Most days it’s hard to wake up. That’s how you know you’ve buried something — when you sleep, it sleeps with you. When I try to wake up, it’s still deep in hibernation. There’s a heaviness to it. Oblong shape, maybe. Blue. If someone were to open my stomach like a hole in the ice, they’d plunge into a very dark and very cold alien world.
My wife shifts our sheets closer to herself as I get up to put on a pot of coffee. As I pass my son’s room quietly, I listen to him sleep behind the door. He’s just discovered sports. When he wakes up he’ll want to play catch. His mitt is underneath his mattress. We placed a baseball in the sweet spot to help it loosen up overnight.
When I think of my son, I can’t help but think of my father, how I made him struggle as he raised me. My son’s different than I was as a boy. He’s sympathetic and kind. Me, I wanted to test myself, find out how far I could push before breaking. He’s different than me, but still, all boys make war. It’s what we do as humans. We’re the only animals with the ability to kill entire species outside our natural food chain. Coerced extinction, the apex of apexes. That terrifies me because I understand that power intimately. I mean, we’re all just predators. It’s in us — man makes myth of vengeful gods because man is God himself.
We begin with anthills and beehives. Once, in the schoolyard as a kid, a couple of friends and I forced enough tragedy onto a bees’ nest that the queen had to evacuate. Her body was beaded and heavy and flew as though draped in rope. It wasn’t just the physical exertion that fatigued her, I think to myself, as the coffee finishes. There’s more to it than that. Ultimately, she knew she’d failed her brood. She knew something greater than herself proved her worthlessness.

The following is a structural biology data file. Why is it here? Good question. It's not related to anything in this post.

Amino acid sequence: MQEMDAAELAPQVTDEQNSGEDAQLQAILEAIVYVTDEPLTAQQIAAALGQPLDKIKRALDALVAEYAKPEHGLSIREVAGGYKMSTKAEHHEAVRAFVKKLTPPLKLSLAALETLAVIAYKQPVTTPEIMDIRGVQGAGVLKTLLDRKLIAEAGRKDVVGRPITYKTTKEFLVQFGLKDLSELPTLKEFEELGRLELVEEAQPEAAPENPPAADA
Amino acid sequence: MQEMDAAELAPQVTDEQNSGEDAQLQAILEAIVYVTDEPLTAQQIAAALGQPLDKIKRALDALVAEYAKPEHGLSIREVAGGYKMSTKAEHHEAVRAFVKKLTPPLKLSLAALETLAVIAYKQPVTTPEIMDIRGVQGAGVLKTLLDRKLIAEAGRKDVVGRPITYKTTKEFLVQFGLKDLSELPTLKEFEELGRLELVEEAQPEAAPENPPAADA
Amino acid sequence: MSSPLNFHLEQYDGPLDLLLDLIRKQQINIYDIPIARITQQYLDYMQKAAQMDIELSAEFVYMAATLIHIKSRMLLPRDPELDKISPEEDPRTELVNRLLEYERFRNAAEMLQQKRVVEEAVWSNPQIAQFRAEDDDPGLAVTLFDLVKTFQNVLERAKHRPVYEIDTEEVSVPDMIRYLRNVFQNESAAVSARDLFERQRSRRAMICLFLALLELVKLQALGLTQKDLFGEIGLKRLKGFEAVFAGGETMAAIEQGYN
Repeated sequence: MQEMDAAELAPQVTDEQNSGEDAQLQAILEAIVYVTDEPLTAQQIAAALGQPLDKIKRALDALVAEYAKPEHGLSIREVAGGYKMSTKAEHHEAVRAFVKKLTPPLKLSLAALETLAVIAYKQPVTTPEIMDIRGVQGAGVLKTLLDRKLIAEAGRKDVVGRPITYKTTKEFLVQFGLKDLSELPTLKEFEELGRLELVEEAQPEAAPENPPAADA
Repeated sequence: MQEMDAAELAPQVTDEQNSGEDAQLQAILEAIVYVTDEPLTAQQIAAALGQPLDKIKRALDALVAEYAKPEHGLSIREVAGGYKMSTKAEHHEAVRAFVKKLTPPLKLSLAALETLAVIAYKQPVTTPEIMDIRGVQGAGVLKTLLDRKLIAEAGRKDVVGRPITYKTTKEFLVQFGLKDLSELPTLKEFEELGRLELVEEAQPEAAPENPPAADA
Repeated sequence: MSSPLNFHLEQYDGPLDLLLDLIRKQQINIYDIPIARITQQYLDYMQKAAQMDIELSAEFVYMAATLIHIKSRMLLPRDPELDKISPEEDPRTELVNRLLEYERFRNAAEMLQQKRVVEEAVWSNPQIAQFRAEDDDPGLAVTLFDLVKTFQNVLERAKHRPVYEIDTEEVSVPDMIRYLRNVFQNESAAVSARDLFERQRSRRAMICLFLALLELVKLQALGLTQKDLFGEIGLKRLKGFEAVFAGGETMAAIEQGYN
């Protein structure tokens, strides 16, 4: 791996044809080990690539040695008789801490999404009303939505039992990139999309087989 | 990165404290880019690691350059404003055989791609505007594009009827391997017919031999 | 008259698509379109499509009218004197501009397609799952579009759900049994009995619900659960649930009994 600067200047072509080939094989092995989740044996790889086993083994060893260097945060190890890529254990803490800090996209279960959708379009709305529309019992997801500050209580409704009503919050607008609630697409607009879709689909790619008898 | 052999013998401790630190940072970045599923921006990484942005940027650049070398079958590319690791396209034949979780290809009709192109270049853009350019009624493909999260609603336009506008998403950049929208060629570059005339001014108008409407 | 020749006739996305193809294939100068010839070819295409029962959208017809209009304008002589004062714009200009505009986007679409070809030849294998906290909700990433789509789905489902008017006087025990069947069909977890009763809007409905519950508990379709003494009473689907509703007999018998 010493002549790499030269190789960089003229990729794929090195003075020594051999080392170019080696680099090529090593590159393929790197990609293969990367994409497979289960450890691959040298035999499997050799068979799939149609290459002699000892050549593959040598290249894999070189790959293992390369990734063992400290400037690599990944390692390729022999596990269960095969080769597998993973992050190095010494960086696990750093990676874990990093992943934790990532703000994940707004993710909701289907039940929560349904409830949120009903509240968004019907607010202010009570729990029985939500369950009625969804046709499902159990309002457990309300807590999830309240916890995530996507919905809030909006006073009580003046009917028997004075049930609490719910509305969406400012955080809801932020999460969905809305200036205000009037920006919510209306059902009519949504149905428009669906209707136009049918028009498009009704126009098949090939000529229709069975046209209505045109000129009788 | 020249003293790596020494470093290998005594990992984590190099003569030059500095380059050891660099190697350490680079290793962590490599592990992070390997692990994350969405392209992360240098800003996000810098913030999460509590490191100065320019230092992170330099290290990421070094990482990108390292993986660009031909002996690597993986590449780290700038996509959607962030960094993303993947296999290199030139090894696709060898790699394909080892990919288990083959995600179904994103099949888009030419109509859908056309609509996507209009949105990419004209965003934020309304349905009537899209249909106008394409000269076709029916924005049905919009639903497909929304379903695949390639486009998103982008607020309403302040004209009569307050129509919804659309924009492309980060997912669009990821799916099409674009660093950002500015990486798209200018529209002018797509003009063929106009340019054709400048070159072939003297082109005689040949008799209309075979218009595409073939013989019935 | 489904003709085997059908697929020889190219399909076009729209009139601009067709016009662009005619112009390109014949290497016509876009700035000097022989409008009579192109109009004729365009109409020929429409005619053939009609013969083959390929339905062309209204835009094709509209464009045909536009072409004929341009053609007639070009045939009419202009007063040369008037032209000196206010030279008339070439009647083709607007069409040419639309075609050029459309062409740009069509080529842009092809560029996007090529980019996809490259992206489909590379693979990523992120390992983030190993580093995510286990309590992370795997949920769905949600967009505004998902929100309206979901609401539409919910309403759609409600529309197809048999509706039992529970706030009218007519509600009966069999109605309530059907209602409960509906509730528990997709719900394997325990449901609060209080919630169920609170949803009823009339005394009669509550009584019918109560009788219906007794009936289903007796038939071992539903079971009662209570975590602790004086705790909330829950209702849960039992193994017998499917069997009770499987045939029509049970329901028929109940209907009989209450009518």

My wife teaches anthropology at the university. She tells me that one day we’ll all be just one population on earth. No more borders or boundaries, no more separate cultures. She says now we’re moving from nationalism to transnationalism. That, pretty soon, countries will be so homogenous we’ll just be one planet. Everyone will be our countrymen. Or planetmen?
We’ll eventually explain we come from Earth when there are space colonies floating by the moon. Then, maybe at some point in the distant future, we’ll have to specify which galaxy we come from. I stay up some nights just thinking about what the future might be like. How will my son live through it all? I find it’s better to imagine what’s ahead than to dwell on what’s deteriorating now.
But if there is one way to end this inherent need for war, it’s to become one tribe. I like boundaries. I like to know where my territory ends and another’s begins. For my son, it’s different.
He comes into the kitchen with his baseball glove already on. I open the front door and he jogs up the driveway. He turns around and begins the windup for his pitch. Easterly light reflects off the white concrete sidewalk and, as with snow blindness, I lose the placement of things. When he throws what’s in his hands, I raise my own and try to catch it, but it requires a little faith. I can’t let anything past me.
—Mason Schoen is a creative writing graduate student.